Tag Archives: bias

Women Shouldn’t Need Different Guidelines for Achieving Tenure (And Other Observations on Gendered Academe)

*while Foreign Policy editors expressed initial interest in this post, a long-delayed response time to its actual draft suggests to me that such interest has faded, though I cannot imagine why. I’ve decided to self-publish it here on RI. 

Recently, Foreign Policy contributor Stephen Walt published an article on how to get tenure in political science, and Erica Chenoweth, Page Fortna, Sara Mitchell, Burcu Savun, Jessica Weeks, and Kathleen Cunningham responded with an article on the different experiences women have when they go through the process of seeking tenure. Both pieces are, in some ways, spot-on. As Chenoweth et al note, Walt’s points are reasonable, but “the likely effect of his recommended strategies would be drastically different” for men and for women.

Chenoweth et al correctly identify the source of that difference – that “processes may be biased against women, often due to implicit bias rather than conscious discrimination.” They then make a very strong case that implicit bias affects almost every facet of the tenure process, from letters of recommendations to research expectations, from hiring committees to the probability of citation, from publication opportunities to syllabus assignments, from teaching evaluations to service expectations. They also correctly point out that there are different behavioral expectations of women in the field than there are for men.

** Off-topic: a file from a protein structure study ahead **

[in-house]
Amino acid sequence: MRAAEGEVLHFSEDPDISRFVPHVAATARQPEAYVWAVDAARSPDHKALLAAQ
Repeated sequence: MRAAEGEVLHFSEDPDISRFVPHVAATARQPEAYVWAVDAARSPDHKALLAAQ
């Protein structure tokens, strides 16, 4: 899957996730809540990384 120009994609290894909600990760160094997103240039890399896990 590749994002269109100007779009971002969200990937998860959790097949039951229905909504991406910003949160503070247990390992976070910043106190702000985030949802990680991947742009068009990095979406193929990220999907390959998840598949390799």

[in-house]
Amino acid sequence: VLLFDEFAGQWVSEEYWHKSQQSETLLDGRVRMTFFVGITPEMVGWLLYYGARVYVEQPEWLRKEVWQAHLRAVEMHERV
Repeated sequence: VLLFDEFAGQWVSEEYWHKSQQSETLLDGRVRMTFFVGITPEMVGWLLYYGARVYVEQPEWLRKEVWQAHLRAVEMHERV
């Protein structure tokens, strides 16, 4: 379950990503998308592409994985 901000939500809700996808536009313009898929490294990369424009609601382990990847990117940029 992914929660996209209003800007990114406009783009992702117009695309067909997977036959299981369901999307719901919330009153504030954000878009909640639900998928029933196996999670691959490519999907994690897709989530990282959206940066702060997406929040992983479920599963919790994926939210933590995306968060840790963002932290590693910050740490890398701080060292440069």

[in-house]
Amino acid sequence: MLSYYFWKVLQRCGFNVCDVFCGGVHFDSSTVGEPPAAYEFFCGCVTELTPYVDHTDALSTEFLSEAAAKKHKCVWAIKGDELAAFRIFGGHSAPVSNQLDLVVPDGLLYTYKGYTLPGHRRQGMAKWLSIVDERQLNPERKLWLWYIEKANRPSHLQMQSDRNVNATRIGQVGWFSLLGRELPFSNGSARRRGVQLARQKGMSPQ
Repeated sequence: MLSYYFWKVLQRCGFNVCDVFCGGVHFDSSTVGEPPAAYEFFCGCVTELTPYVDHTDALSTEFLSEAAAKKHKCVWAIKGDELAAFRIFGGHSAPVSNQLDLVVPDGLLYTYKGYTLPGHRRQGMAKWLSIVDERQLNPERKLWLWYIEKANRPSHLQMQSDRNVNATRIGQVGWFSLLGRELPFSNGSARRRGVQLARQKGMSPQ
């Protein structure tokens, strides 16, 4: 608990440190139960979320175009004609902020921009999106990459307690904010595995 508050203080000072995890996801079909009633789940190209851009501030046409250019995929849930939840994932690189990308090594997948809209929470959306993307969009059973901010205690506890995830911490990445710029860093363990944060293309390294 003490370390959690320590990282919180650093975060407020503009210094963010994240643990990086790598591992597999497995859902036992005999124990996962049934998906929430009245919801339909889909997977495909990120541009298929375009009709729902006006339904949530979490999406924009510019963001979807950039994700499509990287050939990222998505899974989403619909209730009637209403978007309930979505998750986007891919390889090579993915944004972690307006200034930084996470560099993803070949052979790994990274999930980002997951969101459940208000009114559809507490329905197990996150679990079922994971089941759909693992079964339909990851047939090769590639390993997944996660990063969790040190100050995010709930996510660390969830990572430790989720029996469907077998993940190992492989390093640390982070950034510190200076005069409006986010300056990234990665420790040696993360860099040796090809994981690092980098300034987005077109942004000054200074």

The authors then go on to give women junior faculty a number of survival tips for the tenure process: get what you need at work, get what you need at home, create time, set boundaries with others, filter commentary and criticism, network, and get your work out there. All of these (if they are realistic) are excellent pieces of advice for navigating the gendered nature of the tenure process. And Chenoweth et al do not leave it entirely to women to navigate the process: the last two paragraphs of the piece talk about advice for allies to make sure that they are aware of, and not complicit in, the gendered dynamics of the discipline.

One the one hand, this advice is solid – after all, to an extent  we all navigate the existing system individually. On the other hand, from a feminist perspective, I have two serious concerns about the advice provided. First, I am concerned that providing advice for navigating the gendered system of achieving tenure without strategizing to change the system as a whole puts the primary responsibility for overcoming bias on the victims of the bias. Second, I am concerned that a significant number of the strategies provided are only available to a small percentage of those who might seek professional success as political science faculty, narrowing the spectrum of those to whom tenure might be available.

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“Liberal Intolerance” and other misnomers

Today, Nicholas Kristof had a piece in the New York Times ‘admitting’ to ‘liberal intolerance’ in academia. In relevant part, he says: